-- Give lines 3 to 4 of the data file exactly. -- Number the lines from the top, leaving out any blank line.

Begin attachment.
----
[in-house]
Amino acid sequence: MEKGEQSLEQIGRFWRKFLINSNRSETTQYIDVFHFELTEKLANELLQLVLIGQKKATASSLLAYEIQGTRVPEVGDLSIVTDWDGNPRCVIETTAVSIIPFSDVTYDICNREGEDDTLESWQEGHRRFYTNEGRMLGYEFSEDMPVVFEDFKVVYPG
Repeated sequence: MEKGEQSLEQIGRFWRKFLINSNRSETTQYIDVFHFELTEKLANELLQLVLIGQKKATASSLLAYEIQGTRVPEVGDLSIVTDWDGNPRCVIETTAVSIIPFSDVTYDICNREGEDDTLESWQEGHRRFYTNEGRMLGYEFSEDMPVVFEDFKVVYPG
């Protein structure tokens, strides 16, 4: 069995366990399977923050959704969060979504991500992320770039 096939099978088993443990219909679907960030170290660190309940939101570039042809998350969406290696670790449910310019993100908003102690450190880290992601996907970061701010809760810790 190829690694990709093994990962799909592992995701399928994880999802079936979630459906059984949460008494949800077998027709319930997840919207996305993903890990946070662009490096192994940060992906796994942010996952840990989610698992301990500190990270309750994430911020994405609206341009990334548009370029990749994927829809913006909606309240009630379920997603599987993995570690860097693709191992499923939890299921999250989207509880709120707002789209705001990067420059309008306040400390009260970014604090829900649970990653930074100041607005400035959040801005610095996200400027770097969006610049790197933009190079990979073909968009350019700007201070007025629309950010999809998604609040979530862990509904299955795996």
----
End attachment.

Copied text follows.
Repeated sequence: MEKGEQSLEQIGRFWRKFLINSNRSETTQYIDVFHFELTEKLANELLQLVLIGQKKATASSLLAYEIQGTRVPEVGDLSIVTDWDGNPRCVIETTAVSIIPFSDVTYDICNREGEDDTLESWQEGHRRFYTNEGRMLGYEFSEDMPVVFEDFKVVYPG
């Protein structure tokens, strides 16, 4: 069995366990399977923050959704969060979504991500992320770039 096939099978088993443990219909679907960030170290660190309940939101570039042809998350969406290696670790449910310019993100908003102690450190880290992601996907970061701010809760810790 190829690694990709093994990962799909592992995701399928994880999802079936979630459906059984949460008494949800077998027709319930997840919207996305993903890990946070662009490096192994940060992906796994942010996952840990989610698992301990500190990270309750994430911020994405609206341009990334548009370029990749994927829809913006909606309240009630379920997603599987993995570690860097693709191992499923939890299921999250989207509880709120707002789209705001990067420059309008306040400390009260970014604090829900649970990653930074100041607005400035959040801005610095996200400027770097969006610049790197933009190079990979073909968009350019700007201070007025629309950010999809998604609040979530862990509904299955795996």